Kathmandu: Economists have said that the decline in remittance flow would adversely affect the remittance based economy of Nepal as it has been a pillar of the nation’s economy .
They said that the government should adopt effective measures to protect the country from the negative effect of the declining remittance inflow.
The money remitted by the Nepali migrant workers decreased by 1.4 per cent to Rs. 228.95 billion in the first four months of the current fiscal year against 7.8 per cent increase in the same period of the previous year.
Consequently, the net transfer receipt decreased by 0.3 per cent to Rs. 264.57 billion in the review period. Such receipt had increased by 6.7 per cent in the same period of previous fiscal year.
Economist Dr. Dilli Raj Khanal said that multiple effects would be seen in the country’s economy following the decline in remittance flow as the remittance has been contributing to accelerate Nepal’s economy.
The negative impact in references to the economic indicators— current account, balance of payment, and foreign currency reserve will be seen immediately due to the drop in the flow of remittance, he said, adding that the liquidity problem has already been noticed in the banking sector.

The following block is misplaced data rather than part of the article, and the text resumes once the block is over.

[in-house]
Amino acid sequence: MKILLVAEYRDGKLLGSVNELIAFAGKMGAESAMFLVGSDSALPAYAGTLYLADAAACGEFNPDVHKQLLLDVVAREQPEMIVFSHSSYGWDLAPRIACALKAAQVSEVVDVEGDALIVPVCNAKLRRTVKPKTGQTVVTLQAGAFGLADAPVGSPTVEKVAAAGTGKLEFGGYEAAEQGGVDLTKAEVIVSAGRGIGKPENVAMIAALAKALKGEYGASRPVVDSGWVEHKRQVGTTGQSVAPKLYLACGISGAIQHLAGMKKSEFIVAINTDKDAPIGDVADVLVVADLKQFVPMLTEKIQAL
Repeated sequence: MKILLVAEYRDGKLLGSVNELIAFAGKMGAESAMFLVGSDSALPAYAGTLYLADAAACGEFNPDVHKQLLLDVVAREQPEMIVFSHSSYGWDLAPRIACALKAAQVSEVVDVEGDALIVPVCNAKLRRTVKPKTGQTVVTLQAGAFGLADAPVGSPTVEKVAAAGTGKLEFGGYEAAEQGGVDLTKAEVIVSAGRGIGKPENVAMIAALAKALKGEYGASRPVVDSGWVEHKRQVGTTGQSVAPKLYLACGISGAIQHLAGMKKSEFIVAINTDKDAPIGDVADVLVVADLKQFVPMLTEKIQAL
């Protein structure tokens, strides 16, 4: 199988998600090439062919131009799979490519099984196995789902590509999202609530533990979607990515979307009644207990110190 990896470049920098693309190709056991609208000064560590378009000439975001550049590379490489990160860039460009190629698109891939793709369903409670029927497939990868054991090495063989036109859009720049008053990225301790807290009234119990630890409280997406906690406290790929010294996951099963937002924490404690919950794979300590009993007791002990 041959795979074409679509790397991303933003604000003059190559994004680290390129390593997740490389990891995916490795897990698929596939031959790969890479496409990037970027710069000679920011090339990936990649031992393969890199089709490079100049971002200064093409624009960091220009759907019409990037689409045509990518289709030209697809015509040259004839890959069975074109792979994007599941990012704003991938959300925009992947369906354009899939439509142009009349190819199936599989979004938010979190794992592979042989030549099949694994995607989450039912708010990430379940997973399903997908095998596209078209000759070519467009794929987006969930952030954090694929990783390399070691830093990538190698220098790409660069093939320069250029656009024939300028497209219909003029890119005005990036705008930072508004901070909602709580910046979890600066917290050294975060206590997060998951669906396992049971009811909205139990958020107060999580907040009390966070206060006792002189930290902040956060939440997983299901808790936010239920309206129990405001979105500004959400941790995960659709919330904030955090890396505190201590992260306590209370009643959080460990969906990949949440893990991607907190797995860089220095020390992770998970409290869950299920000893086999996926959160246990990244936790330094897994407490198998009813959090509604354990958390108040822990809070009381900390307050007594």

The decline in the remittance inflow would directly hit the balance of payment as the country’s trade deficit has been widening, he said and added that the government should promote export trade by providing subsidies to export business along with promoting tourism and other potential sectors.
Economist Dr. Chandra Mani Adhikari said the decline in the flows of remittance would pose a challenge to maintain the macroeconomic stability as the remittances has contributed substantially to maintain macroeconomic stability in the country at present.
He, however, said that the positive impact of the reduced remittance would exert pressure on the government and private sector to increase the domestic production and create more jobs opportunities inside the country.
“The government should focus on increasing fiscal budget and forward the mega projects to accelerate economic activities that would help mobilise cash in the market and create jobs,” he said.
The existing liquidity crisis will lead to an increase in interest in loans provided by the banks that will affect the overall industrial sector and reduce the competitiveness of the industries, he said.
Reduced in the flows of migrant workers and the increased cost of living abroad instead of increase in wages of labourers are major factors for the fall in remittance, he said.
According to joint spokesman at NRB Rajendra Pandit, there was no need to be worrying by the decline in the remittance during the first four months as growth of remittance has been in the declining trend for the last few years.
The flows of remittance had declined marginally in the three months of the last fiscal year and also in same period three years ago.
“We have to take it as an opportunity to reduce the numbers of migrant workers. The government should provide jobs to youths inside the country which help accelerate the economic activities in long term,” he said.